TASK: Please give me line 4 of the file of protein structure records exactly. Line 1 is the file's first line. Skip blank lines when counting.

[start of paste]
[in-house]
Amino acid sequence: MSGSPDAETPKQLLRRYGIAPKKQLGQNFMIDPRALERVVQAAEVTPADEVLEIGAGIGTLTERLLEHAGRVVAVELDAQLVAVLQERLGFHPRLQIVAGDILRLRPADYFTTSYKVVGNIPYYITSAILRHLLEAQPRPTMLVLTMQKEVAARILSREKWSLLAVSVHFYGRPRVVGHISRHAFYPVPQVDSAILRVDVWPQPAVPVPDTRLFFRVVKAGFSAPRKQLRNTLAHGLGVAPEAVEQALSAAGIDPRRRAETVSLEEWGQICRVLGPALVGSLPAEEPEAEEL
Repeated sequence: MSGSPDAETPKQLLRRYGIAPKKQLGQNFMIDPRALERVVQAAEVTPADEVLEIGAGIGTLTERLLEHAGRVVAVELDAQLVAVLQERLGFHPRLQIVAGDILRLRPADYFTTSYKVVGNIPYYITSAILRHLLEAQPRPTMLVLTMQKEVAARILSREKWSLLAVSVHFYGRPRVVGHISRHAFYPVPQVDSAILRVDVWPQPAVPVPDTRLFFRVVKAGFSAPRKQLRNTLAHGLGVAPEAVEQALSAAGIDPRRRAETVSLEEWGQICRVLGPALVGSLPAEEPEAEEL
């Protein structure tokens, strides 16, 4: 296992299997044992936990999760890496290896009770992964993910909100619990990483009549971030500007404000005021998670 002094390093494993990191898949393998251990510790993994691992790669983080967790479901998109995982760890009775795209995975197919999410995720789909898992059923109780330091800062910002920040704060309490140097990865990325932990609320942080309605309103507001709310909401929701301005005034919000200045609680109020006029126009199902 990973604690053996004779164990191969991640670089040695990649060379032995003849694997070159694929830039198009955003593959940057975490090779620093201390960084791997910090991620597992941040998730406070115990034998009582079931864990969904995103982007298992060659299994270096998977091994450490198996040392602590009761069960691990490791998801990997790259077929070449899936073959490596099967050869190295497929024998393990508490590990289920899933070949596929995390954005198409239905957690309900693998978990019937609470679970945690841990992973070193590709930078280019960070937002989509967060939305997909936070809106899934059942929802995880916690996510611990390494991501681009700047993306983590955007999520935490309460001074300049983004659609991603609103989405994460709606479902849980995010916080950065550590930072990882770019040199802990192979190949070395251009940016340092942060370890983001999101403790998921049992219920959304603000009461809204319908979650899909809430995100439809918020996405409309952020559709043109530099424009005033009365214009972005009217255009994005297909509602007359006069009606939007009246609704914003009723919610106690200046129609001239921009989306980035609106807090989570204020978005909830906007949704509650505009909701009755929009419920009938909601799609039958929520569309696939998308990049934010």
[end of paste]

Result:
């Protein structure tokens, strides 16, 4: 296992299997044992936990999760890496290896009770992964993910909100619990990483009549971030500007404000005021998670 002094390093494993990191898949393998251990510790993994691992790669983080967790479901998109995982760890009775795209995975197919999410995720789909898992059923109780330091800062910002920040704060309490140097990865990325932990609320942080309605309103507001709310909401929701301005005034919000200045609680109020006029126009199902 990973604690053996004779164990191969991640670089040695990649060379032995003849694997070159694929830039198009955003593959940057975490090779620093201390960084791997910090991620597992941040998730406070115990034998009582079931864990969904995103982007298992060659299994270096998977091994450490198996040392602590009761069960691990490791998801990997790259077929070449899936073959490596099967050869190295497929024998393990508490590990289920899933070949596929995390954005198409239905957690309900693998978990019937609470679970945690841990992973070193590709930078280019960070937002989509967060939305997909936070809106899934059942929802995880916690996510611990390494991501681009700047993306983590955007999520935490309460001074300049983004659609991603609103989405994460709606479902849980995010916080950065550590930072990882770019040199802990192979190949070395251009940016340092942060370890983001999101403790998921049992219920959304603000009461809204319908979650899909809430995100439809918020996405409309952020559709043109530099424009005033009365214009972005009217255009994005297909509602007359006069009606939007009246609704914003009723919610106690200046129609001239921009989306980035609106807090989570204020978005909830906007949704509650505009909701009755929009419920009938909601799609039958929520569309696939998308990049934010």